Pollino: Yeah, as we've talked about earlier, when it comes to ransomware, and some of those other threats that we have, if you look at the organizations that are being hit, they're the organizations that are still utilizing some of the very antiquated security approaches, not utilizing MFA, having flat networks, not utilizing zero trust technologies. The attacks seem to be naturally progressing more towards those weaker institutions. So institutions need to make sure they're making the proper investment proactively because, as Lisa said, with paydays going up, being a successful target of a ransomware attack can be very expensive. And to circle back to the question around social media and what types of things could be exploited for organizations, it's important for organizations to clearly articulate what they want good behavior to be, have that in policy, educate their users, monitor — not create a police state where they're checking on everything that their users are doing — but make sure that if there are things that are sensitive to the organization, confidential information, project names, IP, that those things are kept out of the OSINT so companies can continue to protect their secrets.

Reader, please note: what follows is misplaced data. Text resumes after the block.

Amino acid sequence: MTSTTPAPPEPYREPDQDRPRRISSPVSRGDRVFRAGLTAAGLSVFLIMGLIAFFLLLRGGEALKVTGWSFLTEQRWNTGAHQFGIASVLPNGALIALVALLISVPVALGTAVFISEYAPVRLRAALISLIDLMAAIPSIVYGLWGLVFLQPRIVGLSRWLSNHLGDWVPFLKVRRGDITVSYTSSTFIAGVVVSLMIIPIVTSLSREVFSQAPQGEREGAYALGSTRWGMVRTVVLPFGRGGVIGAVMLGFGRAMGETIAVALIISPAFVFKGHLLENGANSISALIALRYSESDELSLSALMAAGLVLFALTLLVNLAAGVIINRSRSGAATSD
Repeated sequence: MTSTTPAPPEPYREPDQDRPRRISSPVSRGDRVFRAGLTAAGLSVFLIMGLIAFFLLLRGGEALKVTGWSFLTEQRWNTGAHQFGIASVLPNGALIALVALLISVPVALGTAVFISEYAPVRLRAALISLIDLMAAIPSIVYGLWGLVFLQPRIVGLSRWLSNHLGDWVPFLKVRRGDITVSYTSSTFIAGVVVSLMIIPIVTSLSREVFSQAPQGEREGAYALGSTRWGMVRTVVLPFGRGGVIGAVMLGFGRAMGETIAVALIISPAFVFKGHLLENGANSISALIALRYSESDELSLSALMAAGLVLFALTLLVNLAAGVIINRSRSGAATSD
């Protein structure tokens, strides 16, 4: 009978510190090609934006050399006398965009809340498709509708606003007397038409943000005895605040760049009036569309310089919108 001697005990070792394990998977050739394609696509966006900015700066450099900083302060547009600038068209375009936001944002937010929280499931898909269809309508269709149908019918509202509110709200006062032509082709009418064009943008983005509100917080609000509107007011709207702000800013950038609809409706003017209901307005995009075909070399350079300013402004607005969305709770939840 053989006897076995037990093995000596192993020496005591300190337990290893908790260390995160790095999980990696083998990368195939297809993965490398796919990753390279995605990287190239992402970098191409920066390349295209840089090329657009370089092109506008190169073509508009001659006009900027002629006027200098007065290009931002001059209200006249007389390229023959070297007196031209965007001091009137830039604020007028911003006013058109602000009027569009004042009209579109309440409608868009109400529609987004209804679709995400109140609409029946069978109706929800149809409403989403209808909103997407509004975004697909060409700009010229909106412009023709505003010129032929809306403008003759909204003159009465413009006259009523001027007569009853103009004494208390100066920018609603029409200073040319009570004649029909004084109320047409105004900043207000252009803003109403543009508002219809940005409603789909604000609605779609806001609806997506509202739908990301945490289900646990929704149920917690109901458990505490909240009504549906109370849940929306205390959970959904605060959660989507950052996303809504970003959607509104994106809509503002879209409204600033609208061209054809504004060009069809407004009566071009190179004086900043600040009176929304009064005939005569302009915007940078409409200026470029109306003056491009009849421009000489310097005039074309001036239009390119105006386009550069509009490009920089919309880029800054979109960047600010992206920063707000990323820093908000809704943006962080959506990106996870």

Delaney: Appreciate these insights.